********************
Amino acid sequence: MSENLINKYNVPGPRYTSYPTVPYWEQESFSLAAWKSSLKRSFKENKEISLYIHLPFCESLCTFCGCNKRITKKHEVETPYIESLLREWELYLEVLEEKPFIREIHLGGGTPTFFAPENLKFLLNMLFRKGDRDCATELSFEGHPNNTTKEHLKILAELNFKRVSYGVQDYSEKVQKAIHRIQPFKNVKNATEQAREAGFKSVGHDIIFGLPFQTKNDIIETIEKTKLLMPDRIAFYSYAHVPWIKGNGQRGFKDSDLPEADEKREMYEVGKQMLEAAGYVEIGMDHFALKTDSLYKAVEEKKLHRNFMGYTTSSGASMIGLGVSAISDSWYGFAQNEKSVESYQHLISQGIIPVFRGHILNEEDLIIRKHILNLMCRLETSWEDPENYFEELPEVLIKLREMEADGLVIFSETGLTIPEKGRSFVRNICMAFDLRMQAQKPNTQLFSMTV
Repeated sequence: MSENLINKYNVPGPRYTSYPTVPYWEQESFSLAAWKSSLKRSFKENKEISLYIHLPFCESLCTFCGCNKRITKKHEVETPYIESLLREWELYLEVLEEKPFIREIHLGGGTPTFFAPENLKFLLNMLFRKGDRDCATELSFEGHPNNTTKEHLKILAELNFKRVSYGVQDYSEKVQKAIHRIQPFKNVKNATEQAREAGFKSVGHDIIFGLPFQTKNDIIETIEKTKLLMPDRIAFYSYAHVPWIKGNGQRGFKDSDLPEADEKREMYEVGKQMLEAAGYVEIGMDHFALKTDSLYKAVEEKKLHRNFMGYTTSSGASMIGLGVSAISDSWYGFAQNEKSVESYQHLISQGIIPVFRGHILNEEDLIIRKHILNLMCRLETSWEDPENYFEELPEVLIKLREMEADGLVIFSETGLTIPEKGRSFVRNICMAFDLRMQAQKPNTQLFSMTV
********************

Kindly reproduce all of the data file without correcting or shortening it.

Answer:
Amino acid sequence: MSENLINKYNVPGPRYTSYPTVPYWEQESFSLAAWKSSLKRSFKENKEISLYIHLPFCESLCTFCGCNKRITKKHEVETPYIESLLREWELYLEVLEEKPFIREIHLGGGTPTFFAPENLKFLLNMLFRKGDRDCATELSFEGHPNNTTKEHLKILAELNFKRVSYGVQDYSEKVQKAIHRIQPFKNVKNATEQAREAGFKSVGHDIIFGLPFQTKNDIIETIEKTKLLMPDRIAFYSYAHVPWIKGNGQRGFKDSDLPEADEKREMYEVGKQMLEAAGYVEIGMDHFALKTDSLYKAVEEKKLHRNFMGYTTSSGASMIGLGVSAISDSWYGFAQNEKSVESYQHLISQGIIPVFRGHILNEEDLIIRKHILNLMCRLETSWEDPENYFEELPEVLIKLREMEADGLVIFSETGLTIPEKGRSFVRNICMAFDLRMQAQKPNTQLFSMTV
Repeated sequence: MSENLINKYNVPGPRYTSYPTVPYWEQESFSLAAWKSSLKRSFKENKEISLYIHLPFCESLCTFCGCNKRITKKHEVETPYIESLLREWELYLEVLEEKPFIREIHLGGGTPTFFAPENLKFLLNMLFRKGDRDCATELSFEGHPNNTTKEHLKILAELNFKRVSYGVQDYSEKVQKAIHRIQPFKNVKNATEQAREAGFKSVGHDIIFGLPFQTKNDIIETIEKTKLLMPDRIAFYSYAHVPWIKGNGQRGFKDSDLPEADEKREMYEVGKQMLEAAGYVEIGMDHFALKTDSLYKAVEEKKLHRNFMGYTTSSGASMIGLGVSAISDSWYGFAQNEKSVESYQHLISQGIIPVFRGHILNEEDLIIRKHILNLMCRLETSWEDPENYFEELPEVLIKLREMEADGLVIFSETGLTIPEKGRSFVRNICMAFDLRMQAQKPNTQLFSMTV